Internet

Code quality matters

We’ve all been there. Time is short, so just bash out a bit of code, and as long as it works we can move on. Code is for computers anyway, right? Who cares what it looks like? Actually, how our code is formatted can totally save our bacon later, and Read more…

By Matthew, ago
Internet

Controller routes in Silex

I’ve been using Laravel 4 for a while now, and occasionally Kohana too, but in my current project I’m trying out Silex.  It’s a micro-framework, which means it only gives you the bare-bones rather than bucketloads of features, but that keeps it lightweight and gives the developer a sense that Read more…

By Matthew, ago
Internet

MODx – the best open-source CMS available?

MODx CMS

Some background

Some years ago I found myself taking on a large web project, managing a web site with several hundred pages, edited by several people with little (if any) knowledge of HTML, and which needed a serious overhaul.  Initially I tried streamlining the process of dealing with all those static HTML files by creating a simple PHP framework to insert a common header and footer to each page, which significantly simplified the whole process of editing content.  However, it wasn’t long before I realised that a proper Content Management System was what the doctor ordered, and preferably one that was free.So it was, then, that I started a little research into what CMSs were available, and tried out a few of the demo installations on www.opensourcecms.com.  There were a few that I had heard of, even back then, and which promised fantastic performance, easy-to-use interface, complete cusomisation, and more bells and whistles than you could shake a keyboard at.  Among those I tried were Joomla, Mambo, e107, EZ Publish and a few others.  Most turned out to be quite complex, and while they offered plenty of options for technical people I found them to be a little less friendly for people less web-savvy than I.  I eventually settled with Etomite, which didn’t offer quite so much in terms of bells and whistles, but which enabled rapid development through its simple templating system, and had such a simple back-end interface that I could satisfactorily introduce my client to it.(more…)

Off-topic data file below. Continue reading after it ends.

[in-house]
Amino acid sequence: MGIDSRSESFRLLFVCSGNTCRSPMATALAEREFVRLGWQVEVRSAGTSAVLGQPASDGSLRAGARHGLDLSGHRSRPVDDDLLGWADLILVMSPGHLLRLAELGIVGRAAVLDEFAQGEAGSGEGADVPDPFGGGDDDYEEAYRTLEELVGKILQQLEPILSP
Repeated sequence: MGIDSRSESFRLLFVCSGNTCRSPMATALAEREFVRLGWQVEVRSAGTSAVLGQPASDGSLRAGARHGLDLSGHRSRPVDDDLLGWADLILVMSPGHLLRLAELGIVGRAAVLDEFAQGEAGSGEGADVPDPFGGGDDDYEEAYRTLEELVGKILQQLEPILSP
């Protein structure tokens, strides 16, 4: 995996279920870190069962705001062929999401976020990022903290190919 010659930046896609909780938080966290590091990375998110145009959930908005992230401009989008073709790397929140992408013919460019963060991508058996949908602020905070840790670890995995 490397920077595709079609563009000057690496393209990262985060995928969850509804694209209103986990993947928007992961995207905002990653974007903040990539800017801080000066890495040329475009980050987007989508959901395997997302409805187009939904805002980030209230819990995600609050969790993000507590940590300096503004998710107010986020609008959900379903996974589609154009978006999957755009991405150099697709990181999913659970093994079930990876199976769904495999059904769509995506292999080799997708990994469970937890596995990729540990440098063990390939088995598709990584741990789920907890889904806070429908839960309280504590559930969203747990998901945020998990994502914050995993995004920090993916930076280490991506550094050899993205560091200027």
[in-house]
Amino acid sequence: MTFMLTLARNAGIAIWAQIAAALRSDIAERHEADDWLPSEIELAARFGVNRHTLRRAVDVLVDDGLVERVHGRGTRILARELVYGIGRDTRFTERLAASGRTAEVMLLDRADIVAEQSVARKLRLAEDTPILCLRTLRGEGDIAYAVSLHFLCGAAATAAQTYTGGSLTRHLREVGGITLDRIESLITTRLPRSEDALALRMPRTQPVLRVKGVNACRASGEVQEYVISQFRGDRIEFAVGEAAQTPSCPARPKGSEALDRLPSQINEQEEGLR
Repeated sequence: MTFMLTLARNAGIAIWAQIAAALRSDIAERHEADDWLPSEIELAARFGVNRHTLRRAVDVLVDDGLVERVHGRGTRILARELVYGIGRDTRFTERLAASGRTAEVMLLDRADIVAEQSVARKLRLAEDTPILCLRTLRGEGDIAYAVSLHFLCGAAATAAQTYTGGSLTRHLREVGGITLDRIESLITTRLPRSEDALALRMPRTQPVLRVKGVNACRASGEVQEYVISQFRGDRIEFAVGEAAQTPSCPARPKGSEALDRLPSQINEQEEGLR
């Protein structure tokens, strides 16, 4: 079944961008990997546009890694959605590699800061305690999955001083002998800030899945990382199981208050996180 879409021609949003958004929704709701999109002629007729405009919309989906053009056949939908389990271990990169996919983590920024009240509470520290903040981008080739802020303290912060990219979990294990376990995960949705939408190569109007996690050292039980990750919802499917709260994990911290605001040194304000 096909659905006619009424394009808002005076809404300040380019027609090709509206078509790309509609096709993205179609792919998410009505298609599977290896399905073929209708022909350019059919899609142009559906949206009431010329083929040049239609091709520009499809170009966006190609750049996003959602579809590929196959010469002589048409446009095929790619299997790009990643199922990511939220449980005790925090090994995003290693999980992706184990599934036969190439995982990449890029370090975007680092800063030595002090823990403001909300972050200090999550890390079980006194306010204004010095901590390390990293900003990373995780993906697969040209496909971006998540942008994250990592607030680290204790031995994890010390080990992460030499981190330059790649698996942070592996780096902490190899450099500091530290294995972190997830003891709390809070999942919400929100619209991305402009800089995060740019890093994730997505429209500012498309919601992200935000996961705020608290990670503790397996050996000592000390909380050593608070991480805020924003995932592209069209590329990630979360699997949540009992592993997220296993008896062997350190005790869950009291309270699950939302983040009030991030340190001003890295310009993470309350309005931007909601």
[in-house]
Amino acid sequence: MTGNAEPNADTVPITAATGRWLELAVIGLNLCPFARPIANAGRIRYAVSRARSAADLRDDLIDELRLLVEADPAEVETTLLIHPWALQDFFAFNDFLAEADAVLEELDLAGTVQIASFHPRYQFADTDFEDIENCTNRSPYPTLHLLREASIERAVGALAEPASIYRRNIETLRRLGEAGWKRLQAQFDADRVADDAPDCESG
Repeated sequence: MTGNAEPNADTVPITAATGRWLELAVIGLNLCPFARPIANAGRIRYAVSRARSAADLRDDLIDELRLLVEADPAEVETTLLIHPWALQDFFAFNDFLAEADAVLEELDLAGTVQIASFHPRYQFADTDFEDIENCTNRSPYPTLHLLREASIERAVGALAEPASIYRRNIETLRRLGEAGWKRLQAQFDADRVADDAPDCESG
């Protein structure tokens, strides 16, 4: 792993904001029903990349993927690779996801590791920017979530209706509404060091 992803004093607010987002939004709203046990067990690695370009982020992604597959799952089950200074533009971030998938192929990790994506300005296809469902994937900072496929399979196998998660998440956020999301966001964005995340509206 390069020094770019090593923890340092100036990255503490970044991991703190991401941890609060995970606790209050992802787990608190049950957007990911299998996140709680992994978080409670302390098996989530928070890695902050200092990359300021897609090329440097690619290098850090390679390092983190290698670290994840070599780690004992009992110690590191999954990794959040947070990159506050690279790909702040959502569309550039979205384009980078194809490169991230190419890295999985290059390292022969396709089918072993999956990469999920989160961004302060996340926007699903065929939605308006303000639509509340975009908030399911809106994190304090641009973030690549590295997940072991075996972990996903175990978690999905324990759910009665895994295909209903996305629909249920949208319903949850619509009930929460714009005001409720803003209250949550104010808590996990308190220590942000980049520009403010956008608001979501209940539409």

By Matthew, ago
Internet

Keeping track of time

mWork logoRunning your own business means a lot of extra effort, relative to a 'normal' job.  True, there are the benefits of being your own boss, working the hours that suit you, taking holidays when you fancy, setting the prices you like.  But in addition to being a Web Designer I also have to handle the accounts, pay the tax man, and do all the boring day-to-day stuff that proper businesses would palm onto someone else.  Thankfully, because my business is relatively small and simple, this doesn't take too much effort.  Mr Tax Man doesn't bother me unduly, and the general running of the business tends to just happen.Of course, there are ways of making life easier for myself on the business side of things.  For instance, keeping track of the business's money is something I'm keen to do, since numbers are not my strong point, so having a system in place that makes it all blindingly obvious is a must.  So far I've been relying on spreadsheets to log the work I do, with a different spreadsheet for each client.  It works, but it's not particularly efficient.  I've looked around on the 'net, and not found anything that fits my requirements exactly, so I decided I'd make my own.  Nothing like reinventing the wheel every now and then, just for kicks.And so mWork was born.(more…)

By Matthew, ago